Monday, July 5, 2010

5. Eye-contact and expression

Once again, Heidi acted as my willing subject.  For this shoot I chose a very simple setting in the shade of a tree in our back garden.  I simply briefed Heidi to move her head around and adopt a range of expression and angle to or away from the camera.  The camera is my Canon 5D MkII paired with a 24-70mm f/2.8 zoom lens.  Each of the following images used the same aperture, f/2.8 and ISO 100, with the shutter speed floating between 1/125s and 1/250s depending on the cloud cover.  I have chosen a very shallow DoF to emphasize the portrait and minimize background distraction.  Overall I am happy with the sequence as a learning experience, however, the very bright background is a little too much.  I could have selected a better environment in which to shoot.

This first image is a very straight onto the camera pose and whilst it works well for a statement of confidence and strength is not very feminine.  When I shoot men this pose works very well.  Asking Heidi to tilt her head a little but still look at the camera created a much softer friendlier image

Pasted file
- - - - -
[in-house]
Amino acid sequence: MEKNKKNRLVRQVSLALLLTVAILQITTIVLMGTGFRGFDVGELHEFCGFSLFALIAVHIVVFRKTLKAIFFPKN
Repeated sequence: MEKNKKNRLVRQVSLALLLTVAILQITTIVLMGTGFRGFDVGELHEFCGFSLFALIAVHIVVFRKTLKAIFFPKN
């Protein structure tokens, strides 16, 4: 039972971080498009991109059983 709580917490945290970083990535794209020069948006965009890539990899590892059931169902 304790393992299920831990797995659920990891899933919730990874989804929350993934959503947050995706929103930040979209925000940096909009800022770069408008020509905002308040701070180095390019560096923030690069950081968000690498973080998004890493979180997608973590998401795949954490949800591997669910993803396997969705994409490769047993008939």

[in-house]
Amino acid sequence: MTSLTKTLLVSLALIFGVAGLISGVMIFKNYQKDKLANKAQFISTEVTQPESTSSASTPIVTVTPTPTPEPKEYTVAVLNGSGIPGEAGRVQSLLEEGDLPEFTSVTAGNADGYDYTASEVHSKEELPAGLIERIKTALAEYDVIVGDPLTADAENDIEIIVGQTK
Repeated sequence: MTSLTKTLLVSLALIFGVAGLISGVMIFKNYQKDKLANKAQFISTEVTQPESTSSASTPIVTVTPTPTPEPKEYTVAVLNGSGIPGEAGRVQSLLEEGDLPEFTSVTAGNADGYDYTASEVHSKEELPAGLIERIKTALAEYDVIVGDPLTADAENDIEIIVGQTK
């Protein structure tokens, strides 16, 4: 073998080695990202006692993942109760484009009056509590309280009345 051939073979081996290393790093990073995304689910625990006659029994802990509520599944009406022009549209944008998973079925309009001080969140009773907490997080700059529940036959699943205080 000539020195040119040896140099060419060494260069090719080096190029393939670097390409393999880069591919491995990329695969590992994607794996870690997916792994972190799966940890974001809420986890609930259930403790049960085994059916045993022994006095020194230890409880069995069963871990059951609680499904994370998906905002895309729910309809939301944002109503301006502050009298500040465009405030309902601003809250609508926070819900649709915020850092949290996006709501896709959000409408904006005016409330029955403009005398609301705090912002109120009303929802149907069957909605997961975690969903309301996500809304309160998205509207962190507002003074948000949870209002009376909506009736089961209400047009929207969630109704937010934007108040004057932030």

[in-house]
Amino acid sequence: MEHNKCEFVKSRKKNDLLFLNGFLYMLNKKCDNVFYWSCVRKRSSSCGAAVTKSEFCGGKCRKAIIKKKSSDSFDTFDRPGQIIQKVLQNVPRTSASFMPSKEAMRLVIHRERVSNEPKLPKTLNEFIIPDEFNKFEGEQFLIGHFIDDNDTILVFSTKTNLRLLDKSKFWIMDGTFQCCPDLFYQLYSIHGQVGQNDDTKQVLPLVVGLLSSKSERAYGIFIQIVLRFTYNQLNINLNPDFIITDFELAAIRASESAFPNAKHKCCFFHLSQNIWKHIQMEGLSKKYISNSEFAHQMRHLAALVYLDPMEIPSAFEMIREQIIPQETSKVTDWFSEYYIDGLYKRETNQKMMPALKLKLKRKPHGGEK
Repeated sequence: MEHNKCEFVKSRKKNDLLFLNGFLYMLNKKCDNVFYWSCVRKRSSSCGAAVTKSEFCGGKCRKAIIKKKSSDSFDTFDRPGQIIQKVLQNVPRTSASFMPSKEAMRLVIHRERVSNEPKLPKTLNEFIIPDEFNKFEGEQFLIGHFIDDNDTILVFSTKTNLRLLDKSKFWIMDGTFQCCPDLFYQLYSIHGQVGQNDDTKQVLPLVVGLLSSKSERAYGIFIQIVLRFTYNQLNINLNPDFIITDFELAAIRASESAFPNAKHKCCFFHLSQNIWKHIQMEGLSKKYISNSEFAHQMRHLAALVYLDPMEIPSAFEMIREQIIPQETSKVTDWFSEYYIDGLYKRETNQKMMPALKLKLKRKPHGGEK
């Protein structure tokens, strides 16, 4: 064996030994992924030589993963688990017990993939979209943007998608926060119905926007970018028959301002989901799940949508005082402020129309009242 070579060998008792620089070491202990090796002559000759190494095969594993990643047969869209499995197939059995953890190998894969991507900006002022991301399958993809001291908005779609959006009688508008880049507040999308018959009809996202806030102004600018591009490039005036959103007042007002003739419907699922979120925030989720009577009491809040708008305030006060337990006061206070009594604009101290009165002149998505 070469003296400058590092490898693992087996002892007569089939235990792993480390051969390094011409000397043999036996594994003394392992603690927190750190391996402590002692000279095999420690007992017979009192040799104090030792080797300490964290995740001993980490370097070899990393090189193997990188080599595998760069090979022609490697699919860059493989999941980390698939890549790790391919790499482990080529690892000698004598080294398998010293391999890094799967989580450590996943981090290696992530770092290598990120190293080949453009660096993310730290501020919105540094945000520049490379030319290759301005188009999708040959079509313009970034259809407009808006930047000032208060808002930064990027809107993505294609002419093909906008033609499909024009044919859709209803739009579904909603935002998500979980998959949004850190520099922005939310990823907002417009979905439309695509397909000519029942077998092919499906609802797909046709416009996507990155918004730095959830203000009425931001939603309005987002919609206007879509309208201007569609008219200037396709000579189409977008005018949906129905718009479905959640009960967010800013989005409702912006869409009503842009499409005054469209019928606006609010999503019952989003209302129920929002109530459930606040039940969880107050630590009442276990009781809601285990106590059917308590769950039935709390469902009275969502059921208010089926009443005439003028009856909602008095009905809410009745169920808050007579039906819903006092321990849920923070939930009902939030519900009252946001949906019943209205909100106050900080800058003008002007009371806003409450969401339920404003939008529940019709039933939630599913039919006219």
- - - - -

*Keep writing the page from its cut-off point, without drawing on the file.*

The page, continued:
Sticking with a fairly straight on viewpoint Heidi then tilted her head towards the camera, firstly by a little amount then much more

The two images are barely different, however, they convey very different emotion.  By looking upwards with a downward tilted face Heidi seems to look a little impish, like a naughty child, whereas the forward looking pose is again open and honest.  Perhaps we inherit this view of the posture from how children look down when guilty and yet try to turn their eyes upwards to see what is going on.

In the next image Heidi again faces the camera but her eyes do not engage:

This creates a look of boredom and disengagement - the fact that she is facing the camera implies she needs to be there, but the eyes say that she does not want to be there.  Moving on the next 3 images show different degrees of turning away from the camera:

The final image works best, if only because her eyes are open.  They also look more candid.

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